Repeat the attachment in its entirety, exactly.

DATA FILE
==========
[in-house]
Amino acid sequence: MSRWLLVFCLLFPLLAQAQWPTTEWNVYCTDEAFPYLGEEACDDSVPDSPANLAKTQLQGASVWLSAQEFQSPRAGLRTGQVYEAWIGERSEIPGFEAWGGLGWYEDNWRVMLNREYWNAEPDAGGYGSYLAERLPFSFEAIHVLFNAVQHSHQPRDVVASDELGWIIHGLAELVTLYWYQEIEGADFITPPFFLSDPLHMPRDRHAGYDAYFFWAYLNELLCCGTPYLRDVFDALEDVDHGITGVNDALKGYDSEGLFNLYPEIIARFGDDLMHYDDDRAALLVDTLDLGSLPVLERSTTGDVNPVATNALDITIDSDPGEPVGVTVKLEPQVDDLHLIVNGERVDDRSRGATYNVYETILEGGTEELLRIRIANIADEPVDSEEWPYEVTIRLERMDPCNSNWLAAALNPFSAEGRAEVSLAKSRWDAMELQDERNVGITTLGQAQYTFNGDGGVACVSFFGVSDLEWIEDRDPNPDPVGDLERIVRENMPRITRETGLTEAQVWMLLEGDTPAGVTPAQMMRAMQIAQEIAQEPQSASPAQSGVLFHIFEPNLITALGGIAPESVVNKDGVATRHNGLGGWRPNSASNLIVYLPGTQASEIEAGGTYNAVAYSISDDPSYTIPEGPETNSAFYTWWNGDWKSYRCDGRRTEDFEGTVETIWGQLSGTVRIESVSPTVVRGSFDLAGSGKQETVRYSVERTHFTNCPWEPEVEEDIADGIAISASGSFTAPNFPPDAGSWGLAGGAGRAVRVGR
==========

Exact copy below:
[in-house]
Amino acid sequence: MSRWLLVFCLLFPLLAQAQWPTTEWNVYCTDEAFPYLGEEACDDSVPDSPANLAKTQLQGASVWLSAQEFQSPRAGLRTGQVYEAWIGERSEIPGFEAWGGLGWYEDNWRVMLNREYWNAEPDAGGYGSYLAERLPFSFEAIHVLFNAVQHSHQPRDVVASDELGWIIHGLAELVTLYWYQEIEGADFITPPFFLSDPLHMPRDRHAGYDAYFFWAYLNELLCCGTPYLRDVFDALEDVDHGITGVNDALKGYDSEGLFNLYPEIIARFGDDLMHYDDDRAALLVDTLDLGSLPVLERSTTGDVNPVATNALDITIDSDPGEPVGVTVKLEPQVDDLHLIVNGERVDDRSRGATYNVYETILEGGTEELLRIRIANIADEPVDSEEWPYEVTIRLERMDPCNSNWLAAALNPFSAEGRAEVSLAKSRWDAMELQDERNVGITTLGQAQYTFNGDGGVACVSFFGVSDLEWIEDRDPNPDPVGDLERIVRENMPRITRETGLTEAQVWMLLEGDTPAGVTPAQMMRAMQIAQEIAQEPQSASPAQSGVLFHIFEPNLITALGGIAPESVVNKDGVATRHNGLGGWRPNSASNLIVYLPGTQASEIEAGGTYNAVAYSISDDPSYTIPEGPETNSAFYTWWNGDWKSYRCDGRRTEDFEGTVETIWGQLSGTVRIESVSPTVVRGSFDLAGSGKQETVRYSVERTHFTNCPWEPEVEEDIADGIAISASGSFTAPNFPPDAGSWGLAGGAGRAVRVGR